This Friday, June 21, is the first day of summer, also known as the Summer Solstice. Nature’s dramatic event moved the poet, Robert Louis Stevenson, to write the following.
Great is the sun, and wide he goes
Through empty heaven with repose;
And in the blue and glowing days
More thick than rain he showers his rays.
Though closer still the blinds we pull
To keep the shady parlour cool,
Yet he will find a chink or two
To slip his golden fingers through.
The dusty attic spider-clad
He, through the keyhole, maketh glad;
And through the broken edge of tiles
Into the laddered hay-loft smiles.
Meantime his golden face around
He bares to all the garden ground,
And sheds a warm and glittering look
Among the ivy’s inmost nook.
Above the hills, along the blue,
Round the bright air with footing true,
To please the child, to paint the rose,
The gardener of the World, he goes.
A little research revealed the following information concerning the importance of the Summer Solstice. It occurs exactly when the Earth’s axial tilt is most inclined towards the sun. While it is the longest day of the year in the Northern Hemisphere, it is Winter Solstice in the Southern Hemisphere, where it is the shortest day of the year. The word “solstice” derives from the Latin words sol (sun) and sistere (to stand still).
Throughout the ages, Summer Solstice has been celebrated in different ways by different civilizations. The Celts and Slavs celebrated the first day of summer by lighting bonfires to increase the sun’s energy. The Chinese mark the day by honoring Li, the Chinese Goddess of Light. The most enduring celebration of Summer Solstice ties in with the Druids, who celebrated the day as the “wedding of Heaven and Earth.” To this day, many still believe that June weddings are lucky.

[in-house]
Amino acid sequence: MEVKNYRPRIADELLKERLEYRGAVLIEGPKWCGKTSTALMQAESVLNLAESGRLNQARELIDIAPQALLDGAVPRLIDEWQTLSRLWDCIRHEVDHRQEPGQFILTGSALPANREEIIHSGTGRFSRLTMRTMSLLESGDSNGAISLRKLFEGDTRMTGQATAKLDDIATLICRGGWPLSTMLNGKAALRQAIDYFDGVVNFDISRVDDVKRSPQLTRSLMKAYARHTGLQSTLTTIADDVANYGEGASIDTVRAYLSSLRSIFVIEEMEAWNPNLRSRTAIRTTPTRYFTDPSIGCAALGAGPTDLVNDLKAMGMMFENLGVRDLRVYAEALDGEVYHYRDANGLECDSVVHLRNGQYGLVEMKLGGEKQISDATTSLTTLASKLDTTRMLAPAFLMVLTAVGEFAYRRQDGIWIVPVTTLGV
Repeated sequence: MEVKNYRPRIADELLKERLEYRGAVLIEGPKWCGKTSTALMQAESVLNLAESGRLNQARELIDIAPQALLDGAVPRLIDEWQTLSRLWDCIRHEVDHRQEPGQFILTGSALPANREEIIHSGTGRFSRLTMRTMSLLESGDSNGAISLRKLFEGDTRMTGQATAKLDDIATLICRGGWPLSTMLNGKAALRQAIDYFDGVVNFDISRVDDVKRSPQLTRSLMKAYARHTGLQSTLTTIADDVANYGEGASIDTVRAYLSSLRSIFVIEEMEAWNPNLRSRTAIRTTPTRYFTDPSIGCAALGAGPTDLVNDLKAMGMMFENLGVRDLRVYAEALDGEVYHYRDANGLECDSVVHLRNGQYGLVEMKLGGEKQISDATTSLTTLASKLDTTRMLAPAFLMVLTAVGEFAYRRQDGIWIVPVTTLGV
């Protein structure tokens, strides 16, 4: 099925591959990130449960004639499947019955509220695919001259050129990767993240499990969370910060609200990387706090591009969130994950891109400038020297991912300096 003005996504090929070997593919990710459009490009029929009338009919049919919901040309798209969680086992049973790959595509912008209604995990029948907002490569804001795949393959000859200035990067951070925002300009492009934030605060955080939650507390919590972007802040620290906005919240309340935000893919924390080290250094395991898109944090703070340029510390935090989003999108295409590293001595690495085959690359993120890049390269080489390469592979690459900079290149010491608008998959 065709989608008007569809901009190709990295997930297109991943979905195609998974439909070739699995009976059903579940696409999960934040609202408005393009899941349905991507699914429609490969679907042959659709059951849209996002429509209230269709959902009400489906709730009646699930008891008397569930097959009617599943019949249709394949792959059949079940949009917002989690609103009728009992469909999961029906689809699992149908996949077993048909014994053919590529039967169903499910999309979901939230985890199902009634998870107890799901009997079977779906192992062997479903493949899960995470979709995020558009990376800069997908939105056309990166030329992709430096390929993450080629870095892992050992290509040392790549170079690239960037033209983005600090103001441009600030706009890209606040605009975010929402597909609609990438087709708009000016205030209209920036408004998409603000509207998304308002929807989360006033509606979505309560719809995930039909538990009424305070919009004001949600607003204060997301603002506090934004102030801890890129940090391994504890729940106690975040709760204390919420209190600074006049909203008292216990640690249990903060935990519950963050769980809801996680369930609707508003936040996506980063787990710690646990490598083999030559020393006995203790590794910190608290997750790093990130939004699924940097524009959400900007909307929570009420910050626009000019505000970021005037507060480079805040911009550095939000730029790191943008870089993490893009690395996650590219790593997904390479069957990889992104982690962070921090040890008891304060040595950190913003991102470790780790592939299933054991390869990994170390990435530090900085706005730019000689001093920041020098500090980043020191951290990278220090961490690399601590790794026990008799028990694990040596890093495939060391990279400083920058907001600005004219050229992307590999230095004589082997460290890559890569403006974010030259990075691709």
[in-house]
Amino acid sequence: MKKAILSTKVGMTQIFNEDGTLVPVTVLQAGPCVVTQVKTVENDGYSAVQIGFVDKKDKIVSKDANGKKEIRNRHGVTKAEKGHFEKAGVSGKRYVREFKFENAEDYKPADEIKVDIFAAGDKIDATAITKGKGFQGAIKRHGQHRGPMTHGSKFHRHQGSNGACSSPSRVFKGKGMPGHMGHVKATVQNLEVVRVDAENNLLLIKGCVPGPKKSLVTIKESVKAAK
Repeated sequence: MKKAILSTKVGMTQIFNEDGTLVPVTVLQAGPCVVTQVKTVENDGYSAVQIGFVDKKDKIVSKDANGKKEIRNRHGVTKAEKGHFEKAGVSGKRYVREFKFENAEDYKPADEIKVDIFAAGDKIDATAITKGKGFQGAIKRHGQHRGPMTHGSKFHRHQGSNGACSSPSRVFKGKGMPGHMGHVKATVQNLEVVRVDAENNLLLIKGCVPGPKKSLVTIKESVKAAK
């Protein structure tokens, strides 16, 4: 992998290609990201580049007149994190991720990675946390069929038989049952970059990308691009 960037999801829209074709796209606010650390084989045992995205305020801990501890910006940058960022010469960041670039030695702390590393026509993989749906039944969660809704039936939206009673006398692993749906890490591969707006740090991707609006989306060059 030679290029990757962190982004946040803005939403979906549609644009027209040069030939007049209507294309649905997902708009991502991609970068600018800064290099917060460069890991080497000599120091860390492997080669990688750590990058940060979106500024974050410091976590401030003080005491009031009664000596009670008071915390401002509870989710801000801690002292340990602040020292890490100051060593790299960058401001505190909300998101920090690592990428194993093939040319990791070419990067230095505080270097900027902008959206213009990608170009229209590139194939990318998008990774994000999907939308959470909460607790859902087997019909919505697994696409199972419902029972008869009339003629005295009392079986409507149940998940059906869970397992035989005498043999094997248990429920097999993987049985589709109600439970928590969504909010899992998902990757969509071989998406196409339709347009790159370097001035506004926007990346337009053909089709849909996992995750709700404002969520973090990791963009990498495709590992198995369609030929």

Perhaps, the largest modern day celebration occurs every summer in England. Thousands gather every year to welcome the sun on Summer Solstice at Stonehenge. Here in the United States, Santa Barbara in California celebrates Summer Solstice with a parade and festival.
Ancient Pagans celebrated Summer Solstice with bonfires. Couples would leap through the flames, believing their crops would grow as high as the couples were able to jump. It was thought to be a magical time when evil spirits would disappear.
Those rituals are no longer celebrated as dramatically, however, the event itself is an important one and has a fascinating history. Through the ages, festivals were held to mark the day. Currently the occasion is still widely celebrated around the world. To me, in a way, the day is somewhat sad because it portends shorter days to come as the season’s progress.